Monday, Sept. 8, 2008
Taking a toddler in for shots is tough on both the child and the parents. The FDA has approved a new vaccine that could take some of the stress out of well-baby visits. Dr. Ed Hill discusses this new vaccine in today’s 60 Second Housecall.
The United States Food and Drug Administration has approved Pentacel, the first combination vaccine to protect children against diphtheria, tetanus, pertussis, polio and Haemophilus influenzae type b infections.
The five-in-one vaccine is approved for use in infants and children aged 6 weeks through 4 years. It is not for use in children over age 5.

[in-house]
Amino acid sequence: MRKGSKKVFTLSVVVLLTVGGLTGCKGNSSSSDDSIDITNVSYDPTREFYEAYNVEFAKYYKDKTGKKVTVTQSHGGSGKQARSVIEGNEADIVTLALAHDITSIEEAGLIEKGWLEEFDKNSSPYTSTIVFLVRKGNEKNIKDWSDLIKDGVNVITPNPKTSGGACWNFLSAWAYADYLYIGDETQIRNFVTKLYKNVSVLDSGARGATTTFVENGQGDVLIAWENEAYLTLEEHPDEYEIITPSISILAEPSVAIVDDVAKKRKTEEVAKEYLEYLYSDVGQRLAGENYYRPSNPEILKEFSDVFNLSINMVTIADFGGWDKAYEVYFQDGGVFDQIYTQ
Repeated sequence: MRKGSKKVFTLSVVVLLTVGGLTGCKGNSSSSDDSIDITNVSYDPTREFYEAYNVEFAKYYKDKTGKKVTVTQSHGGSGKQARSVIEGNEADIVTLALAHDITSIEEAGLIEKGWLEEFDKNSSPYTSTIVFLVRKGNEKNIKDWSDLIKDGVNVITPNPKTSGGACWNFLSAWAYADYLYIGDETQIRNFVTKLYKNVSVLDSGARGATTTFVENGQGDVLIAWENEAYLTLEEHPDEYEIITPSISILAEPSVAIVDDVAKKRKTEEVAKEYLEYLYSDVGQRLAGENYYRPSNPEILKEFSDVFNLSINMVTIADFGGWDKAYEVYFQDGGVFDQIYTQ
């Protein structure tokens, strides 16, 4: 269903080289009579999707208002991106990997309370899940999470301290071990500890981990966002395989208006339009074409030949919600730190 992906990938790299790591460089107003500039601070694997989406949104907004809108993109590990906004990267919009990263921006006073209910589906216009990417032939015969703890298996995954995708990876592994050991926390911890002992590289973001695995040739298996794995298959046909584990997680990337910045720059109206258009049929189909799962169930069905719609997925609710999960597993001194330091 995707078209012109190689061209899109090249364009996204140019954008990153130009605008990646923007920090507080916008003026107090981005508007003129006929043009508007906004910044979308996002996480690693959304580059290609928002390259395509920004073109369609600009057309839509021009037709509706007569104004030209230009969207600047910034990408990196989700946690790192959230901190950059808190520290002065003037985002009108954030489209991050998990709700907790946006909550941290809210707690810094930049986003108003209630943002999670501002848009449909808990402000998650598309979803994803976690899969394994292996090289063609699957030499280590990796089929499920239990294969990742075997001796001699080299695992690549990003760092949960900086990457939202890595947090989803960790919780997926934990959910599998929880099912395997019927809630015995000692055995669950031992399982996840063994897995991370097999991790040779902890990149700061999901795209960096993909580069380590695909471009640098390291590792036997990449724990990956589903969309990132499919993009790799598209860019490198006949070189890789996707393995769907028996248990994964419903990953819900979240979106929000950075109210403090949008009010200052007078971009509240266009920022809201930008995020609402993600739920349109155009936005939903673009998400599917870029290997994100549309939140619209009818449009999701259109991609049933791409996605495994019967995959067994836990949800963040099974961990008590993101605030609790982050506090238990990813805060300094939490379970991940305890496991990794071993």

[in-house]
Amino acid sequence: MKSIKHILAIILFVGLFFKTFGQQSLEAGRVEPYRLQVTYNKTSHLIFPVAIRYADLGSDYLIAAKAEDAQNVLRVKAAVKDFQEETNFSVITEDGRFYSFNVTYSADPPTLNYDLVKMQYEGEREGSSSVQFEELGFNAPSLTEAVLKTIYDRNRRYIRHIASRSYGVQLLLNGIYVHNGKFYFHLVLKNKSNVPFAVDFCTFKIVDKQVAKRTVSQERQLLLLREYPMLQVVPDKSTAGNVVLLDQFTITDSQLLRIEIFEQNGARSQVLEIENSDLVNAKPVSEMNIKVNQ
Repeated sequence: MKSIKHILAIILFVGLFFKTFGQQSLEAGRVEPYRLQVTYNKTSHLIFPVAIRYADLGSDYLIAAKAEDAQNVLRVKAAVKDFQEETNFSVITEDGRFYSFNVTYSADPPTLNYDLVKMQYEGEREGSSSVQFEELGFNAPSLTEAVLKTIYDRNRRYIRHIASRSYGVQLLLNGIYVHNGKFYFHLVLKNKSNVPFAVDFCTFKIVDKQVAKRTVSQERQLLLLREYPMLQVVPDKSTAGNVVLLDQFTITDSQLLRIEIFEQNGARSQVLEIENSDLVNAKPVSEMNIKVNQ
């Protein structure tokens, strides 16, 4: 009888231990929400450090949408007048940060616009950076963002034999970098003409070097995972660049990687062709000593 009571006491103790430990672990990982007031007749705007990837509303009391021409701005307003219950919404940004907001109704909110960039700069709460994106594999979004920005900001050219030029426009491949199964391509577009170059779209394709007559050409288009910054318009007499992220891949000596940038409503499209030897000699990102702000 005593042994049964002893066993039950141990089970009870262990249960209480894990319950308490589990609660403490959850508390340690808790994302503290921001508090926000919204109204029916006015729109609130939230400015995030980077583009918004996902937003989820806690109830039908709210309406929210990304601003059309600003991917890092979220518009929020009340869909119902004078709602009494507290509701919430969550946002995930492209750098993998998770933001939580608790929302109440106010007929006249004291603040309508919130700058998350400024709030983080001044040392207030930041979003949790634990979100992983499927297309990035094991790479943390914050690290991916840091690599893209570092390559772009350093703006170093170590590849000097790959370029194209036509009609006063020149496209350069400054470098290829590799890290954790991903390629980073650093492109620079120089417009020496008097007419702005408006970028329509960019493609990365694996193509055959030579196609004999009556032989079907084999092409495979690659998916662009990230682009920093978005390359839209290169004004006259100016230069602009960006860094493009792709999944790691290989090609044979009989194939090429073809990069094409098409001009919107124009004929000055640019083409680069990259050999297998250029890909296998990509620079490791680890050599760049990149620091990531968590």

Pentacel is given in four doses, at ages two, four and six months and a final shot before the child reaches 18 months of age.
According to the Centers for Disease Control, children under 18 months who follow the recommended childhood immunization schedule would need up to 23 shots. The new combination vaccine could reduce that number by seven.
The vaccine’s approval came after a study involving more than 5,000 children in the U.S. and Canada showed that the vaccine was safe and effective.
Some people may be allergic to parts of the Pentacel vaccine and persons who have had reactions to tetanus or pertussis-containing vaccine may not be able to receive Pentacel.
For North Mississippi Medical Center, I’m Dr. Ed Hill.